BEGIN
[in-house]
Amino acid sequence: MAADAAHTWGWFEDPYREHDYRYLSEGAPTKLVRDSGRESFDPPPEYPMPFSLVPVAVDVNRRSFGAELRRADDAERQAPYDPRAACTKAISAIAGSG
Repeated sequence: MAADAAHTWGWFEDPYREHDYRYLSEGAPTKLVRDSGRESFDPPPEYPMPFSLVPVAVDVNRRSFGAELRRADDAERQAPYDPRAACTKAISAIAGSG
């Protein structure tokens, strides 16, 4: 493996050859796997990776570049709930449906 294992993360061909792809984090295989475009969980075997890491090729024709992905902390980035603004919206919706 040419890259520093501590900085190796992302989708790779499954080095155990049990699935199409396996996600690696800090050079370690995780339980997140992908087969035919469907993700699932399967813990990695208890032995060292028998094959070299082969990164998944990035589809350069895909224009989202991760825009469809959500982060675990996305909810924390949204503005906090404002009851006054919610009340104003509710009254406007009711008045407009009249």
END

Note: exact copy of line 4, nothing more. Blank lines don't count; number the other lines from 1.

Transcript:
């Protein structure tokens, strides 16, 4: 493996050859796997990776570049709930449906 294992993360061909792809984090295989475009969980075997890491090729024709992905902390980035603004919206919706 040419890259520093501590900085190796992302989708790779499954080095155990049990699935199409396996996600690696800090050079370690995780339980997140992908087969035919469907993700699932399967813990990695208890032995060292028998094959070299082969990164998944990035589809350069895909224009989202991760825009469809959500982060675990996305909810924390949204503005906090404002009851006054919610009340104003509710009254406007009711008045407009009249």